Retrospective cohort (cohort 1)
Erythropoiesis stimulating agents
Patients receiving ESA according to the ELN guidelines versus patients receiving ESA without guideline endorsement
When we looked at erythropoiesis stimulating factors, we found that 57 patients in cohort 1 received erythropoiesis stimulating agents (ESA) in-label and guideline-adherent, while six patients were treated off-label. Patients treated according to the guidelines lived for a median of 65 months (95%CI: 37.2; 97.8), while patients treated outside the guidelines lived for a median of 173 months (95%CI: 0.0; 379.4). However, the difference was statistically not significant (p = 0.099).
Patients receiving ESA according to the ELN guidelines versus patients eligible for ESA treatment but not receiving it
We identified 15 patients who did not receive ESA despite being eligible according to the guidelines. Their survival (median 29 months, 95%CI: 0.0; 70.8) was statistically not different from that of the 57 patients receiving ESA according to the guidelines (median 65 months, 95%CI: 37.2; 97.8) (p = 0.509).
Iron chelation therapy
Patients receiving ICT according to the ELN guidelines versus patients receiving ICT without guideline endorsement
Fifty-three patients received ICT in-label and guideline-adherent and lived for a median of 70 months (95%CI: 48; 92). In addition, 19 patients received ICT off-label and lived for a median of 90 months (95%CI: 40.1; 139.9). The difference was statistically not significant (p = 0.652).
Patients receiving ICT according to the ELN guidelines versus patients eligible for ICT but not receiving it
The group of 53 patients who were treated in-label and guideline-adherent with an iron chelator achieved a survival benefit compared with 24 patients who were eligible according to the ELN guidelines but never received ICT (median overall survival 70 months (95%CI: 48; 92) versus 32 months (95%CI: 2.4; 61.6)). The difference was statistically significant (p = 0.012, Fig. 1).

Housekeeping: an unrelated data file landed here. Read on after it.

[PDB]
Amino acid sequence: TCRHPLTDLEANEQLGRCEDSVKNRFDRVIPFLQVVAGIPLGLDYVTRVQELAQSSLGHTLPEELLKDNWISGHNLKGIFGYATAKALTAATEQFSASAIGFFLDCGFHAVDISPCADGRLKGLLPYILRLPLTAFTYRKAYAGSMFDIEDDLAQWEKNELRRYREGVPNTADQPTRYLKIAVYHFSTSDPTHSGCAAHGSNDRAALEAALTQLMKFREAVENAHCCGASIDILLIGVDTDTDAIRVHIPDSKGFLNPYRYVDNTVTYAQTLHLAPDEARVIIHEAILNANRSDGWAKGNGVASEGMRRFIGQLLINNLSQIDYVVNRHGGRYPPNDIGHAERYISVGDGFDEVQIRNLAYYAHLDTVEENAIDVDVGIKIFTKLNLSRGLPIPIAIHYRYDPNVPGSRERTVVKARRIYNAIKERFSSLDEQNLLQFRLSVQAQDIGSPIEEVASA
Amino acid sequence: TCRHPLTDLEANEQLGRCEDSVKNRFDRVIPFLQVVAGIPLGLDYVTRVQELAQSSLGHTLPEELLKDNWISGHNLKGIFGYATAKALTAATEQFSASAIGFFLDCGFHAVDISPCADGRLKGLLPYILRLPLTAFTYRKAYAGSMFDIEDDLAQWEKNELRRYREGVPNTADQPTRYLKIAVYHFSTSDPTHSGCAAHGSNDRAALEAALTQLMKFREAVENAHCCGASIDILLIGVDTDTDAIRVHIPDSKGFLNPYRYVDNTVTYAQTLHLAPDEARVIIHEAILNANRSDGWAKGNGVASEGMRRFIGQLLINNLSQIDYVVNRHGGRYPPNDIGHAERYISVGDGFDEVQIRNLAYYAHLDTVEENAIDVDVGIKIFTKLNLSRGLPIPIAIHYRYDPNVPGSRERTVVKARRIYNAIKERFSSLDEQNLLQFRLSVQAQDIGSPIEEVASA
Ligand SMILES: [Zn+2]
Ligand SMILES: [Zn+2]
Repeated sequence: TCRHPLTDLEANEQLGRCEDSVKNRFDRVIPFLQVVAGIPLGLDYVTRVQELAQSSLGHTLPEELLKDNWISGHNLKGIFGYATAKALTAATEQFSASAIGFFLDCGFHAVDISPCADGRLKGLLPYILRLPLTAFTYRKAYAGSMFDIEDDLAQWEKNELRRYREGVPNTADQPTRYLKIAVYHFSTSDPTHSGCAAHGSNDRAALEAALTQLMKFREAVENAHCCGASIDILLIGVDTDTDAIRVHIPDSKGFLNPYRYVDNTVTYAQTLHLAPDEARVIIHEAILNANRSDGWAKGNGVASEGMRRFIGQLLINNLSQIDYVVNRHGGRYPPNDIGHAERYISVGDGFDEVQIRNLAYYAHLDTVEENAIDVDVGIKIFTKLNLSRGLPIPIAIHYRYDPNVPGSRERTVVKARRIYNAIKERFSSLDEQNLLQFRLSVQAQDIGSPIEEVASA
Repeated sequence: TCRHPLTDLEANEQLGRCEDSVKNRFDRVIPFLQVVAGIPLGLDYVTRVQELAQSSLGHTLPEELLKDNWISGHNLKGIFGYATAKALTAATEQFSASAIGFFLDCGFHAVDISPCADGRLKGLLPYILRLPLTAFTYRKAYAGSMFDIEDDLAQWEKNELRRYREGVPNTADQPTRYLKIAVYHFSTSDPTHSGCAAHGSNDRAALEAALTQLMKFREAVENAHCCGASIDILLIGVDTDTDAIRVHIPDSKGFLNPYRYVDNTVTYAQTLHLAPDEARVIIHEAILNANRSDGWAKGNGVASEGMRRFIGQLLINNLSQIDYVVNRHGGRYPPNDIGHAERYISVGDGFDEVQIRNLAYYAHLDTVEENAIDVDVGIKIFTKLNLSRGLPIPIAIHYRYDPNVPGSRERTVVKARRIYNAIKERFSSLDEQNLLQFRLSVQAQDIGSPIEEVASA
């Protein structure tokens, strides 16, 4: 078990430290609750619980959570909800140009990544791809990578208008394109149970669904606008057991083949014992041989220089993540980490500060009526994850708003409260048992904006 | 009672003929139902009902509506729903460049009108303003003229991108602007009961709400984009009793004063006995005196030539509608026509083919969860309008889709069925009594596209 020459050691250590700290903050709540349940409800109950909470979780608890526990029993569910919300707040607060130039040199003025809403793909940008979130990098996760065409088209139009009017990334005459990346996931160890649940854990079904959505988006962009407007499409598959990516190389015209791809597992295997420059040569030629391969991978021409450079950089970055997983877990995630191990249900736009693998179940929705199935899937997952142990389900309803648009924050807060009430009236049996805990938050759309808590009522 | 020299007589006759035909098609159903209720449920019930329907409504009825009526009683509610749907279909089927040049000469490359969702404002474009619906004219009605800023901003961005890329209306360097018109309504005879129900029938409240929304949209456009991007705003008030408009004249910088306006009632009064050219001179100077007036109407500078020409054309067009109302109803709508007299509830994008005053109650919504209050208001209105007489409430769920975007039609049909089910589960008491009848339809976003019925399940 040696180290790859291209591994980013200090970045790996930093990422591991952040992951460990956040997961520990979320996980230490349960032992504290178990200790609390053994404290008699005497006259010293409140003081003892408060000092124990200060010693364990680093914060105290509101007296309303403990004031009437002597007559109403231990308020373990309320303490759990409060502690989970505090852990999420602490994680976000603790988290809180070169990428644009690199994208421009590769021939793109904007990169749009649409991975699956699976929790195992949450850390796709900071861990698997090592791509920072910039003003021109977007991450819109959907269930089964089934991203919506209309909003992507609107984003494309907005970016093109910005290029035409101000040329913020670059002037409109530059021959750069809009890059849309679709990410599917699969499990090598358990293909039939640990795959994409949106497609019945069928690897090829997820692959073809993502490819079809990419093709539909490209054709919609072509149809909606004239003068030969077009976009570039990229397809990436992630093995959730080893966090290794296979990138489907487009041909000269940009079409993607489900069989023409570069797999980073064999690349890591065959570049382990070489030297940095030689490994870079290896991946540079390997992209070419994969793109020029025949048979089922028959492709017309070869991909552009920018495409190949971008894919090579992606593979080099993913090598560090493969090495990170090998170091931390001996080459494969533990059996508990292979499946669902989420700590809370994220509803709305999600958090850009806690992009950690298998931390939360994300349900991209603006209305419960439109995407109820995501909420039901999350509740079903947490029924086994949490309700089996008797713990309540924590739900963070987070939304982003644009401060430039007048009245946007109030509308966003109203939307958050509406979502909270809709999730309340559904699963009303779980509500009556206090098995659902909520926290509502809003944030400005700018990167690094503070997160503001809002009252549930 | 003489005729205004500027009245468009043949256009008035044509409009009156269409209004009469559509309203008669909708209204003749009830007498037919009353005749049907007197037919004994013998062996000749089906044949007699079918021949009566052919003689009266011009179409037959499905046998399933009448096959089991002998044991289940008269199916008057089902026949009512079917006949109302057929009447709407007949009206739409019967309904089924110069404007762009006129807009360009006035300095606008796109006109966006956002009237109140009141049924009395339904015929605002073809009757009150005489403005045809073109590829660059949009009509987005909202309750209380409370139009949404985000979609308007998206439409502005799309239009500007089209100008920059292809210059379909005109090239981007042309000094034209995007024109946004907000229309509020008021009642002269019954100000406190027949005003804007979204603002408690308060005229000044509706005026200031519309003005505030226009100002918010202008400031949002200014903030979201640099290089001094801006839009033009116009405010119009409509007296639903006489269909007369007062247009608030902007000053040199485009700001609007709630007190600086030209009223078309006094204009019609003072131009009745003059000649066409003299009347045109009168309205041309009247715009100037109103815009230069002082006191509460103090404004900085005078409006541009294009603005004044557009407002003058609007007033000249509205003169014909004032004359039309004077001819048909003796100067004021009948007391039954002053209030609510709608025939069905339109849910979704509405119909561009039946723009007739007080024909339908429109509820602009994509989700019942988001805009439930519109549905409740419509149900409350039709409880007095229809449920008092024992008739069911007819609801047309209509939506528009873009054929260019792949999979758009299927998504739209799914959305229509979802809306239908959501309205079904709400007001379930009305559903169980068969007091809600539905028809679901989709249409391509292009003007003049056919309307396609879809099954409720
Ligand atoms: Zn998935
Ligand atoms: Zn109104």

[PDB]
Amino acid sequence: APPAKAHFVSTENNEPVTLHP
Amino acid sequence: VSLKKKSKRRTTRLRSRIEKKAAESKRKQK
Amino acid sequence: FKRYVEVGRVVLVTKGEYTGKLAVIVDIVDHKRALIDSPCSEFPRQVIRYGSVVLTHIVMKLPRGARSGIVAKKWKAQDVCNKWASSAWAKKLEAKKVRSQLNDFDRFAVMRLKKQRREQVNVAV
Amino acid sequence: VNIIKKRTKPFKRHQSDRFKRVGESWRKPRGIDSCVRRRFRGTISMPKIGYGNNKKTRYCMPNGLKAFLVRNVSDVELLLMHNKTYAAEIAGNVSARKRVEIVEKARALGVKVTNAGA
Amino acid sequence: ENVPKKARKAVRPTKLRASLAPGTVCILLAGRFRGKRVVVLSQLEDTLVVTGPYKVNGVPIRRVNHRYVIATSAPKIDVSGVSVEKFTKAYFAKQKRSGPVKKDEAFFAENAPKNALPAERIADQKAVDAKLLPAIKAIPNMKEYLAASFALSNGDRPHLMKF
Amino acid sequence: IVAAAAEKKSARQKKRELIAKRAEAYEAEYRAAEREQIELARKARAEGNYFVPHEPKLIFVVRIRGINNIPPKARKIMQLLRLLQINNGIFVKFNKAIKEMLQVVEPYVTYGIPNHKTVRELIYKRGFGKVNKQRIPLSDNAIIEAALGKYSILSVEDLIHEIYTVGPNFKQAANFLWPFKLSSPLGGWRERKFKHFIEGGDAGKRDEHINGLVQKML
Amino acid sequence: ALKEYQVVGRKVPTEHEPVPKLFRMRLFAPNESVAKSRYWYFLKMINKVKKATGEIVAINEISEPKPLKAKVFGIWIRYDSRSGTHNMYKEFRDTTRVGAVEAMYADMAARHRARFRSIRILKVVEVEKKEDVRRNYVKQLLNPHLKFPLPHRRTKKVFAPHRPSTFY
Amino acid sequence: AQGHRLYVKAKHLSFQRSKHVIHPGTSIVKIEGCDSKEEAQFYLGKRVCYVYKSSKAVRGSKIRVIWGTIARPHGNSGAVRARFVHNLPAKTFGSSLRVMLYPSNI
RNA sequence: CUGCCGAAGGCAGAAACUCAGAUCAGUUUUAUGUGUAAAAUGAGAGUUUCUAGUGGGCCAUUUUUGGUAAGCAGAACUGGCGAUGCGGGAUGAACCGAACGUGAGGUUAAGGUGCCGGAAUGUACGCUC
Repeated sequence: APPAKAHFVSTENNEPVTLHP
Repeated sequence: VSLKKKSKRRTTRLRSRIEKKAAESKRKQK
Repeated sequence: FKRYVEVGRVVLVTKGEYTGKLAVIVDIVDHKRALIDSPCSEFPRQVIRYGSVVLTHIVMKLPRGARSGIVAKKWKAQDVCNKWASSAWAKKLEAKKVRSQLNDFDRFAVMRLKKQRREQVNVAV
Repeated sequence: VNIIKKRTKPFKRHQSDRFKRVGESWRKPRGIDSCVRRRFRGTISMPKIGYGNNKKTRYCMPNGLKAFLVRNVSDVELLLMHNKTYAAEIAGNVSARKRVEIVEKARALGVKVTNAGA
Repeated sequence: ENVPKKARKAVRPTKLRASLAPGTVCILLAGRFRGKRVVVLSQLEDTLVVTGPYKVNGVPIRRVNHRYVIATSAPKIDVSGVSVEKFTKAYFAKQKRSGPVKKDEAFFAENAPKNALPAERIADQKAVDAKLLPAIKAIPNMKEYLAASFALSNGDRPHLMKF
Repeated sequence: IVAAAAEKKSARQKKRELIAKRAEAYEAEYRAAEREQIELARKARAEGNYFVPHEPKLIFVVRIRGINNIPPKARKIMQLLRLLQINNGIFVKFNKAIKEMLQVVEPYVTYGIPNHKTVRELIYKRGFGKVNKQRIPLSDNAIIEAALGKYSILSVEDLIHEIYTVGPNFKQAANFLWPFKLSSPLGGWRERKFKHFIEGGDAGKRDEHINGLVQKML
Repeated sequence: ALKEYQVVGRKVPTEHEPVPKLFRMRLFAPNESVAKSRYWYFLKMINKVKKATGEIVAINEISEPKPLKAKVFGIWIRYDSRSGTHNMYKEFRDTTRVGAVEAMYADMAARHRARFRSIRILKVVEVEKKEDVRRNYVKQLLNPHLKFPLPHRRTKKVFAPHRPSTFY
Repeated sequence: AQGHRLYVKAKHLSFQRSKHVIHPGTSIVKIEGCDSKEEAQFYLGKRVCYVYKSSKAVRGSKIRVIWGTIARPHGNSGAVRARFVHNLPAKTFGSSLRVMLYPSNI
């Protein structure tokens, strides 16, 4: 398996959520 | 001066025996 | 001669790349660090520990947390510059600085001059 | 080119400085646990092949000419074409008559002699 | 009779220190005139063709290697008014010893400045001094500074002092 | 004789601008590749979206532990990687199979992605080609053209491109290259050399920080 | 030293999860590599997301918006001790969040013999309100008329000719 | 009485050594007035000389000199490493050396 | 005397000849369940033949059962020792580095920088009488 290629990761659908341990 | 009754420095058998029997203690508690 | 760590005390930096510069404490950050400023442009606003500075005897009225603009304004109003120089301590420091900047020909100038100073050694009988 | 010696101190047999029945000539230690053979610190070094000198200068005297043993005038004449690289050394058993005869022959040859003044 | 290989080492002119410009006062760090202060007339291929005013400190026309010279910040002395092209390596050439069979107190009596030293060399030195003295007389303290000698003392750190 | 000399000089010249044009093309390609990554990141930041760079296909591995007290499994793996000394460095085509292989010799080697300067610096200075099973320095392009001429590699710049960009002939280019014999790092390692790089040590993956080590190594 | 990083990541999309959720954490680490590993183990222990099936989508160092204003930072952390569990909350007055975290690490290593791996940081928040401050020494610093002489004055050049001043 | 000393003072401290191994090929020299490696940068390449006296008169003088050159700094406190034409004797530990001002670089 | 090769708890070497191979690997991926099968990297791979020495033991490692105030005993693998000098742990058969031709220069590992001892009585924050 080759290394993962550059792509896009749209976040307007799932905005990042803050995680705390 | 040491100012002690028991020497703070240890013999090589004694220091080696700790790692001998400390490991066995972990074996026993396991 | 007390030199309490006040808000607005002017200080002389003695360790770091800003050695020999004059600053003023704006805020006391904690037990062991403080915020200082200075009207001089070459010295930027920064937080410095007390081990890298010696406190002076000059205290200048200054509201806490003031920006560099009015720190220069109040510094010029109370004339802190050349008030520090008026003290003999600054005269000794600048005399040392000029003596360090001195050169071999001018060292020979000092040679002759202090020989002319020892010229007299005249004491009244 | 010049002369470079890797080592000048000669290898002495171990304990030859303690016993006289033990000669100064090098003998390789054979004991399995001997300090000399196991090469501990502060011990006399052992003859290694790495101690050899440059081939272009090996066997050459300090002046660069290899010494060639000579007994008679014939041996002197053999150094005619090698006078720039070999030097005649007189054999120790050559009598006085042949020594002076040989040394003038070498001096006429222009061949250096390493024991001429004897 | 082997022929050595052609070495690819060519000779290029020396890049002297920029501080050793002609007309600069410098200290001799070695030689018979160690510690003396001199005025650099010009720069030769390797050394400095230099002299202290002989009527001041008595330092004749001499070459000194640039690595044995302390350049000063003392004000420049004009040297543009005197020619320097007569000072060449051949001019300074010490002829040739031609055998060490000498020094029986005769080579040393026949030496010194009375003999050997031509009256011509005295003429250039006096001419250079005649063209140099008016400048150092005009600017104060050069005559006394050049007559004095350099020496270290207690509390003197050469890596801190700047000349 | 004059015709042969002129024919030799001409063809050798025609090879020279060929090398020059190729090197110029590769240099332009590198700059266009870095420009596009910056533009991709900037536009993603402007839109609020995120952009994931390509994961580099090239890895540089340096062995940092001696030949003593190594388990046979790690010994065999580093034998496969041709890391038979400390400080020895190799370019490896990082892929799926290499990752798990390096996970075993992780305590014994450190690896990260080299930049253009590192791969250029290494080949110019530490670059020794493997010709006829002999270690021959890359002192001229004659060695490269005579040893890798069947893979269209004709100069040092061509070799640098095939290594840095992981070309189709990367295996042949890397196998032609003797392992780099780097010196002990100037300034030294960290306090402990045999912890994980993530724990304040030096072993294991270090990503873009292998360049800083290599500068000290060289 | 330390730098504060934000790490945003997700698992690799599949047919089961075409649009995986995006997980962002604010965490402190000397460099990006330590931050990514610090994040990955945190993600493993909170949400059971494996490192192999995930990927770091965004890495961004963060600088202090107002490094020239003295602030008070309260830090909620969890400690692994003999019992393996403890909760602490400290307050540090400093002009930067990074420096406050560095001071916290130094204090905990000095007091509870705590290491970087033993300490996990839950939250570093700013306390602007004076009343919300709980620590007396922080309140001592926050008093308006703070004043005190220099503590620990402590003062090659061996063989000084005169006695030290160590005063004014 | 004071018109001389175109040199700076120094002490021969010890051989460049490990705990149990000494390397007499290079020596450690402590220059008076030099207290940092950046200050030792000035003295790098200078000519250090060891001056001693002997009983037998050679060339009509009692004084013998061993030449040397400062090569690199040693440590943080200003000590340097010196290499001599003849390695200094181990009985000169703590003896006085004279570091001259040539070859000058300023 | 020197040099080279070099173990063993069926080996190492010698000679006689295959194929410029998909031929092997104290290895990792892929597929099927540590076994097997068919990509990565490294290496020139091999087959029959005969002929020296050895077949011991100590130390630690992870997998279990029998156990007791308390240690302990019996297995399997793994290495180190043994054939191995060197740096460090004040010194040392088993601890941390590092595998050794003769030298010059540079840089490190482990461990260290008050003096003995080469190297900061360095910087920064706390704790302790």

Patients receiving lenalidomide according to the ELN guidelines versus patients receiving lenalidomide without guideline endorsement
Sixteen patients received lenalidomide in accordance with the ELN guidelines, with a median overall survival of 69 months (95%CI: 47.86; 90.14). Their survival was not significantly different from 34 patients who did not meet the ELN criteria but were still treated with lenalidomide (median 77 months, 95%CI: 34; 120) (p = 0.639). According to our review of documents, these patients did not meet the ELN criteria because they received lenalidomide despite not being RBC transfusion dependent.
Patients receiving lenalidomide according to the ELN guidelines versus patients eligible for lenalidomide treatment but not receiving it
For the 16 patients receiving lenalidomide according to the guidelines, survival was not significantly different when compared to 13 patients who received only BSC despite being eligible for lenalidomide treatment (median overall survival 65 months (95%CI: 47.9; 90.1) versus 93 months (95%CI: 0.0; 210.4)) (p = 0.677).
Patients receiving HMAs according to the ELN guidelines versus patients receiving HMAs without guideline endorsement
Among 66 patients treated with azacitidine, only one patient received it outside the guideline recommendations. We were thus not able to formally compare guideline-adherent and non-adherent treatment.
Patients receiving HMAs according to the ELN guidelines versus patients eligible for HMA treatment but not receiving it